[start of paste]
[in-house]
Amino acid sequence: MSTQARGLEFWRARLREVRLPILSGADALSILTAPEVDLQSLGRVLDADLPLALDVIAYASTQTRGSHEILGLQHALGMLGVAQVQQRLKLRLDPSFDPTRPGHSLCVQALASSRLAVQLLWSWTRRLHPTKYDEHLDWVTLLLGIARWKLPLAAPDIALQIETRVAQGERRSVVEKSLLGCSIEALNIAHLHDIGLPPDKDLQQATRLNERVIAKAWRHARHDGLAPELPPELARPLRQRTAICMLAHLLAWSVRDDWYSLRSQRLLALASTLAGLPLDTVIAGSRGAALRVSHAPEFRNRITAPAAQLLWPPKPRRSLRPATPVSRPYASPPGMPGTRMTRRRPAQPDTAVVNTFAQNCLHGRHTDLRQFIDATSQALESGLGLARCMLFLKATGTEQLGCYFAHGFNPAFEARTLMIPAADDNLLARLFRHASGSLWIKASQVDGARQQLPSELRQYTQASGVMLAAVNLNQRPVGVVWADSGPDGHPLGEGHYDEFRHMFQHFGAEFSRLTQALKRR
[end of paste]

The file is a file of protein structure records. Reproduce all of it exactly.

[in-house]
Amino acid sequence: MSTQARGLEFWRARLREVRLPILSGADALSILTAPEVDLQSLGRVLDADLPLALDVIAYASTQTRGSHEILGLQHALGMLGVAQVQQRLKLRLDPSFDPTRPGHSLCVQALASSRLAVQLLWSWTRRLHPTKYDEHLDWVTLLLGIARWKLPLAAPDIALQIETRVAQGERRSVVEKSLLGCSIEALNIAHLHDIGLPPDKDLQQATRLNERVIAKAWRHARHDGLAPELPPELARPLRQRTAICMLAHLLAWSVRDDWYSLRSQRLLALASTLAGLPLDTVIAGSRGAALRVSHAPEFRNRITAPAAQLLWPPKPRRSLRPATPVSRPYASPPGMPGTRMTRRRPAQPDTAVVNTFAQNCLHGRHTDLRQFIDATSQALESGLGLARCMLFLKATGTEQLGCYFAHGFNPAFEARTLMIPAADDNLLARLFRHASGSLWIKASQVDGARQQLPSELRQYTQASGVMLAAVNLNQRPVGVVWADSGPDGHPLGEGHYDEFRHMFQHFGAEFSRLTQALKRR